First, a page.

Salinas Weekly Index
April 30, 1891
Salinas, Monterey, California
Died -- CASTRO -- in Castroville, April 25, 1891, General Manuel CASTRO, aged 69 years, 4 months, 1 day. [see story below]
**General M. CASTRO --
The death of General CASTRO [several words illeg] to the history of California. In the annals of [illeg] prior to acquisition by the United States, the name of CASTRO stands forth prominently in a variety of judicial, [2 lines illeg] â€¦group of families, doubtless the most numerous in California. The grandfather of Manuel CASTRO came from Sinalos, Mexico, in 1778, and left a numerous family. One of his grandsons, General Jose CASTRO, was military commandant of Monterey at the time of Commodore SLOATâ€™s occupation of the place in 1846, although absent on military duty in another part of the State at the time.
The subject of this sketch was born in 1821, on the ranch where Castroville now stands, and at the age of 18 was Secretary of Monterey. In 1842-3 he was Secretary of the Prefecture of Monterey. He was one of the prime movers in the revolt against Governor MICHELTORENA, which led to the expulsion of that official. He was captured and exchanged during those troubles, and at the close was appointed a commissioner to make the treaty under which MICHELTORENA relinquished the position and Pio PICO became Governor of California. In 1845, at the age of 24, he was appointed by Governor PICO Prefect of Monterey. His authority was brought in question on the ground that he was not of the age required for the position, but the stirring scenes of the times soon adjourned all questions of jurisdiction. He was Lieutenant of the Monterey company and a warm partisan against his cousin, General Jose CASTRO, in the troubles with Governor Pio PICO.
In 1846 he was promoted to the position of Captain, and in the absence of General CASTRO was the senior officer at the time FREMONT visited Monterey in the spring of 1846. FREMONT obtained permission of Captain CASTRO to rest his men and animals, which were then in the region of what is now Kern county, preparatory to starting on his march to Oregon. There were then rumors of an impending war between Mexico and the United States, and as FREMONT, instead of going toward Oregon, brought his men through Pacheco pass and into Salinas valley, making camp on March 3, 1846, at HARTNELLâ€™s ranch on the Alisal, Captain CASTRO very properly construed these movements into an insult to the authority of the Mexican Government and ordered him outside of the department. FREMONT returned an insulting answer, and CASTRO gathered a force to try conclusions with FREMONTâ€™s men. Being apprised of these movements FREMONT retreated and made a fortified camp on Gabilan peak. CASTROâ€™s forces surrounded the camp, but FREMONT retired with his force on the night of the 9th, and proceeded to San Joaquin valley and on toward Oregon, being overtaken by a courier at Klamath with news of the commencement of hostilities and returning in May.
Shortly after SLOATâ€™s occupation of Monterey, Captain Manuel CASTRO, who had been north with a force to put down the Bear Flag revolt, returned to Monterey and was paroled by the United States officers. But he was in thorough sympathy with the Mexican Government, and when TORRES raised the standard to recruit a force to hold the interior of the State for Mexico and confine the United States occupation to the seaboard, Manuel CASTRO broke his parole and joined the insurgents. He was made commander of the northern division of California, with headquarters at San Luis Obispo. Gathering a force of about 125 men he proceeded north for the purpose of capturing a force of United States troops at San Juan and replenishing the Mexican stock of ammunition, which was about exhausted. On October 16, 1846, occurred the famous battle of Natividad, in which about 125 native Californians engaged about 50 United States troops. Some 5 or 6 were killed on both sides. The Californians retired at night in view of the utter hopelessness of contending with inferior arms and no ammunition against a force thoroughly equipped with all the sinews of war. CASTRO and his little force retreated south, and on January 11, 1847, occurred the battle of San Gabriel, on the road leading to Los Angeles. The native Californians were completely routed, and Captain Manuel CASTRO fled to Mexico, where he resided until 1852, when he returned to San Francisco, at which place and Oakland he has resided ever since. Before he left Mexico he had attained the rank of Colonel and was General by brevet. He was in command of Lower California in 1849.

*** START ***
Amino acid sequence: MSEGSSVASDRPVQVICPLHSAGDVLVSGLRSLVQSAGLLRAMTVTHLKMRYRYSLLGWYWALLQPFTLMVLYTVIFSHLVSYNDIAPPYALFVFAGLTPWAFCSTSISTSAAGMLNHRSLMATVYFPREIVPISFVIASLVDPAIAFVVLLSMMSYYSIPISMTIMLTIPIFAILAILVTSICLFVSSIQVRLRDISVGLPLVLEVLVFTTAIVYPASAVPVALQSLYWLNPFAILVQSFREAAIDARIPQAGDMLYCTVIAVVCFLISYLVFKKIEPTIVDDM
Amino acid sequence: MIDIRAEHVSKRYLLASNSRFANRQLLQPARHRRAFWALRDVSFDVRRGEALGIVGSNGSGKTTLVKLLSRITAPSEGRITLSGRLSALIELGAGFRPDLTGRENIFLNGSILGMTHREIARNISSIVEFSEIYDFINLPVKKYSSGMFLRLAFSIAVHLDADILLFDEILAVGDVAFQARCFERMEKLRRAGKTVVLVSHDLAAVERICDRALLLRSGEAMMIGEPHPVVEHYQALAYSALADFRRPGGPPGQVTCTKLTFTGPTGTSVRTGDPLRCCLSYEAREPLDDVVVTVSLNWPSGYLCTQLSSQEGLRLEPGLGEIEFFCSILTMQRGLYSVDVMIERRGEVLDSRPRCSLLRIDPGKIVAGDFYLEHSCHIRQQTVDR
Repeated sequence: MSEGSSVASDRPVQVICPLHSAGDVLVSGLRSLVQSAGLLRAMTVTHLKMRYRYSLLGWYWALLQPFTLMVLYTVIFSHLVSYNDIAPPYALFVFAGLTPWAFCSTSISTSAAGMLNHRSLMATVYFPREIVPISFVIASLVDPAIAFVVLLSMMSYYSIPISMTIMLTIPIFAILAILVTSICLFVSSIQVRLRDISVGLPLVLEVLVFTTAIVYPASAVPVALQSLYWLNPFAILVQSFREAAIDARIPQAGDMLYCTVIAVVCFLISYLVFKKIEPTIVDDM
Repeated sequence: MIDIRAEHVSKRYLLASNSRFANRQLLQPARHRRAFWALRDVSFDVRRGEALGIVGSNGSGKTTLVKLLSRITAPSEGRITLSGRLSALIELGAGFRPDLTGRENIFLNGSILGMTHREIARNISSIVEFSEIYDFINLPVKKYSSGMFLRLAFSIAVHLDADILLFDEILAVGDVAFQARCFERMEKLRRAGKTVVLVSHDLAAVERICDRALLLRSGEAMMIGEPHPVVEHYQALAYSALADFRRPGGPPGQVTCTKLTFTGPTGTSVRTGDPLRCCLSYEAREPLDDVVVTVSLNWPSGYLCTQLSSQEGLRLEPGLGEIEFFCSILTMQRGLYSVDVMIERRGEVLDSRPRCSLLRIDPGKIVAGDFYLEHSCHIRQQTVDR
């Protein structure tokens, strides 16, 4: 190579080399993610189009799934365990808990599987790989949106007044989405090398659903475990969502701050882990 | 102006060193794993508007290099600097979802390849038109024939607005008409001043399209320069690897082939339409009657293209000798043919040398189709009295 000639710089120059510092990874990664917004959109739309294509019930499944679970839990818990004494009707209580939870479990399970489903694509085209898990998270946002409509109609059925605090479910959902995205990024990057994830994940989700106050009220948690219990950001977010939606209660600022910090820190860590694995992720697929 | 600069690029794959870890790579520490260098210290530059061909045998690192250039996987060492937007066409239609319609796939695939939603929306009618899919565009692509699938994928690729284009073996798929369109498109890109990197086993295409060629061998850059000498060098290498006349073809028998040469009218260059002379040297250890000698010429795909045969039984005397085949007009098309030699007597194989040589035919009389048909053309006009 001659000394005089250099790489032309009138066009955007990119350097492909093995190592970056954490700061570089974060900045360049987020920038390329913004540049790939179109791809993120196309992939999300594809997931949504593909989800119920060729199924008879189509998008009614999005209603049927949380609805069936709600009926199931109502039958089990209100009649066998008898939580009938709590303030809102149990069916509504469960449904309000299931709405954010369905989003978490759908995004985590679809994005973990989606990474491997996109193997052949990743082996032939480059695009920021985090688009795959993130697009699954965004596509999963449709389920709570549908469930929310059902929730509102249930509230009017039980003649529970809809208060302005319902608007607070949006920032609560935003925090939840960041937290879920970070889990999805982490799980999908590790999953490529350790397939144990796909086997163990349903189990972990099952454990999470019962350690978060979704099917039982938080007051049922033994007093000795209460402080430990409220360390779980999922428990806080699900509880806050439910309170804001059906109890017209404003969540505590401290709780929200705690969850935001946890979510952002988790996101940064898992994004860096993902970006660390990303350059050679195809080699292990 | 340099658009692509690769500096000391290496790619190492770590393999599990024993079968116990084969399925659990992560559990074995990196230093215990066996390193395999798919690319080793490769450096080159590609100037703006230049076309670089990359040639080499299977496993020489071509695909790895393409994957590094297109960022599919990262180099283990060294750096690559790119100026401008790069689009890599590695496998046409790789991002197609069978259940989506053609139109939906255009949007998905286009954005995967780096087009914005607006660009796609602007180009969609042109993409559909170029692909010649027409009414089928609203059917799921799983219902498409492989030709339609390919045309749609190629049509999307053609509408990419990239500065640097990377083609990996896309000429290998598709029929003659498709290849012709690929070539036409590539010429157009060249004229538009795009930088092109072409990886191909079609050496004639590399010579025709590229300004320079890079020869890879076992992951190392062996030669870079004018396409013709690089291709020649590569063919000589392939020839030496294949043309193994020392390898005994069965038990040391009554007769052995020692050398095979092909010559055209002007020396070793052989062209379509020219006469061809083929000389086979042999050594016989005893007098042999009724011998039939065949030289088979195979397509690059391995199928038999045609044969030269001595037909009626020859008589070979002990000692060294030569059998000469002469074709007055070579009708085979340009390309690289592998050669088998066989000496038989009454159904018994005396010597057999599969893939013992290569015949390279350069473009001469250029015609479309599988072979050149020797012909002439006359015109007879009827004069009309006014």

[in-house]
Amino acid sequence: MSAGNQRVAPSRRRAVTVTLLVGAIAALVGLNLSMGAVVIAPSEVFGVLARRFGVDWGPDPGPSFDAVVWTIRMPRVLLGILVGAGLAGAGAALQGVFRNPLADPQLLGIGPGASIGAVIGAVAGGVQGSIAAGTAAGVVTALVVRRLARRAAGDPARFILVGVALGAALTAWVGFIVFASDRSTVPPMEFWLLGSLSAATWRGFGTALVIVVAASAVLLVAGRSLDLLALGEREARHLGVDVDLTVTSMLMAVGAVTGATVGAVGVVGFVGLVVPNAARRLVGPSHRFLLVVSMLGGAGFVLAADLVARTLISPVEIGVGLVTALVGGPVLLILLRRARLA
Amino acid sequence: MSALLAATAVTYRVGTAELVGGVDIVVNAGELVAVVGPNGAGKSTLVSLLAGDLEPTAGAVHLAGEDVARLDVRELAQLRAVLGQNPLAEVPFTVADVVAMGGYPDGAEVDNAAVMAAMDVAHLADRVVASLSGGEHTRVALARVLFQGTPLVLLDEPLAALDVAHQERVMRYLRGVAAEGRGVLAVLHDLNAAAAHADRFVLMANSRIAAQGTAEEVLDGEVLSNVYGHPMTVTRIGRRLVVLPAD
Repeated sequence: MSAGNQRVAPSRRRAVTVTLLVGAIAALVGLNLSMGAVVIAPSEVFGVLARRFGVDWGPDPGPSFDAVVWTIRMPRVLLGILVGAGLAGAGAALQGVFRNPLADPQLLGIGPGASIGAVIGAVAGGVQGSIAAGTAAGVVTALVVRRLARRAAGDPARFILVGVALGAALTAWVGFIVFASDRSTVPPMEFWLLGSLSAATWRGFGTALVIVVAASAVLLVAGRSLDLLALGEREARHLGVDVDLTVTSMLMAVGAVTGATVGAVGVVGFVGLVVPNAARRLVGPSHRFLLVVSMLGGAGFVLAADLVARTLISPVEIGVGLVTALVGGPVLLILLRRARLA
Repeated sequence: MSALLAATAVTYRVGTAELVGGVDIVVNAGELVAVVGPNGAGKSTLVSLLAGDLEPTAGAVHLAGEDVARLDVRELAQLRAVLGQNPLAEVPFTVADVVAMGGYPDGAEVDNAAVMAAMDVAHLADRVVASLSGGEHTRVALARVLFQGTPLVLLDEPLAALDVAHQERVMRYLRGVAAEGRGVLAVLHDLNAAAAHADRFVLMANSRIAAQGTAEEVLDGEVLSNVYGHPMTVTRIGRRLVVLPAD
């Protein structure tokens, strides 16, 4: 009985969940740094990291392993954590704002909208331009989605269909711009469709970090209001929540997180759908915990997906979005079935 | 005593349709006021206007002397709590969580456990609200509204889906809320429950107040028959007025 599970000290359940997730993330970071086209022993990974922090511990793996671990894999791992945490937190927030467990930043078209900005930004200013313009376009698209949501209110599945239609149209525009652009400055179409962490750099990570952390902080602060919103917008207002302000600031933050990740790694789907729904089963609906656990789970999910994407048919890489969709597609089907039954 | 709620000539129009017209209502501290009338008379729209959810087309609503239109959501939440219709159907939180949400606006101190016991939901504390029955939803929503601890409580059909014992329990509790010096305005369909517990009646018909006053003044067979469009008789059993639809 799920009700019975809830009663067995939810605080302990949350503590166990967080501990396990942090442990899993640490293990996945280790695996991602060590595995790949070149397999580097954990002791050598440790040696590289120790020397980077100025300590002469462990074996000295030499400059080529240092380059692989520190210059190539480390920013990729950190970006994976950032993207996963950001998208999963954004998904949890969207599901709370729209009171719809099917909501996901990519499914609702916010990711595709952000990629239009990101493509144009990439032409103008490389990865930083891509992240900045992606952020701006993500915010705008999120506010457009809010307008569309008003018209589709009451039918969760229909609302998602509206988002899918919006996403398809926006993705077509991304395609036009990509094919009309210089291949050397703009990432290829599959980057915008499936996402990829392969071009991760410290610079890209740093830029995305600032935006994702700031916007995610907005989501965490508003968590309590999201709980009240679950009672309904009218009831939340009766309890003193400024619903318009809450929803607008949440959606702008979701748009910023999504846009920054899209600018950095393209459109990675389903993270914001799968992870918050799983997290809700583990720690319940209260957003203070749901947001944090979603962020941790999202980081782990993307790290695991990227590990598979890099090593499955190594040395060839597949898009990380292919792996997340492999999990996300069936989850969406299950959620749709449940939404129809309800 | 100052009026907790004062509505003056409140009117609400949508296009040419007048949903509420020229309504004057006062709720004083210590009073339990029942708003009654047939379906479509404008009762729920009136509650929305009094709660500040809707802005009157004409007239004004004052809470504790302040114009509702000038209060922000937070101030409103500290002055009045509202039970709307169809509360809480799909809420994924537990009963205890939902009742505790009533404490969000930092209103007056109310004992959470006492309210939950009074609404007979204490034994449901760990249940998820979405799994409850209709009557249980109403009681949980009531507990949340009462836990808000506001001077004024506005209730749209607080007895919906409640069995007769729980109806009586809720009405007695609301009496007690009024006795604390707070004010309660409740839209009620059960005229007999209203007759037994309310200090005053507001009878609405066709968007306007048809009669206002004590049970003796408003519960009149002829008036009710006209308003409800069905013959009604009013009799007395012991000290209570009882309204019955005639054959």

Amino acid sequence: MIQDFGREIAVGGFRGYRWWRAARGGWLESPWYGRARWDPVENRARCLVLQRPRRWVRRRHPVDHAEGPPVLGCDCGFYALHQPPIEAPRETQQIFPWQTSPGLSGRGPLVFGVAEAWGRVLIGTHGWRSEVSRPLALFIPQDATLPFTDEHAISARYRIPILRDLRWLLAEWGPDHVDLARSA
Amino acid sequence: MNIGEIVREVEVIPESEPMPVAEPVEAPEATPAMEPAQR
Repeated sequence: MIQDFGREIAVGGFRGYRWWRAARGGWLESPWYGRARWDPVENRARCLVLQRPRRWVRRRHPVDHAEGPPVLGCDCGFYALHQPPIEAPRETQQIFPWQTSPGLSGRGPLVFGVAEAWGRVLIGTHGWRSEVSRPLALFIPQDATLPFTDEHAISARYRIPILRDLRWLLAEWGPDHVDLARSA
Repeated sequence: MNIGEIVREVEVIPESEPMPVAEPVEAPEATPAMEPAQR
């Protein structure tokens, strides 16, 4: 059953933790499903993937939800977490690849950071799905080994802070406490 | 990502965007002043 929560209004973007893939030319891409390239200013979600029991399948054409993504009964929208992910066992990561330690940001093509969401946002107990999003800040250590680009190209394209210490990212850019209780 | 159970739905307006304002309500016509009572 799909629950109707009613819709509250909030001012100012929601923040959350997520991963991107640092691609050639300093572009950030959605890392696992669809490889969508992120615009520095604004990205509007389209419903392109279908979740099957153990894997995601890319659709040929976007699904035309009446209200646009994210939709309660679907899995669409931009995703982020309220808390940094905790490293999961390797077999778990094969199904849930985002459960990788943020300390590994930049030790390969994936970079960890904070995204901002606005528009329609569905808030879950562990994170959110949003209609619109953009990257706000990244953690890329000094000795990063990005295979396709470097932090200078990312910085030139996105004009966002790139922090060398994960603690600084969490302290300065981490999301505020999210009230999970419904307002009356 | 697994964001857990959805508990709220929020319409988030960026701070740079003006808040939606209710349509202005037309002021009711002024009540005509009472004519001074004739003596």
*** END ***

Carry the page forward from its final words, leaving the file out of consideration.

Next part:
In point of ability General Manuel de Jesus CASTRO was perhaps the peer of any of the names in California, and if his lot had fallen in other times would undoubtedly have stood out a prominent figure in the affairs of this State. He possessed a quality that cannot fail to command our admiration -- a love for the country of his birth, its institutions and the people of his own nationality. His feelings were so pronounced upon this subject that he never renounced his allegiance to Mexico to become a citizen of the United States. His opposition to the obvious destiny that was bearing California to the United States amounted to bravery bordering on rashness. He was never married. His valuable contributions to a preservation of the fragments of history of early California in several volumes have endeared him to the people of the whole State.
(Submitted by Dee Sardoch Â© Copyright 1999-2004, NewspaperAbstracts.com)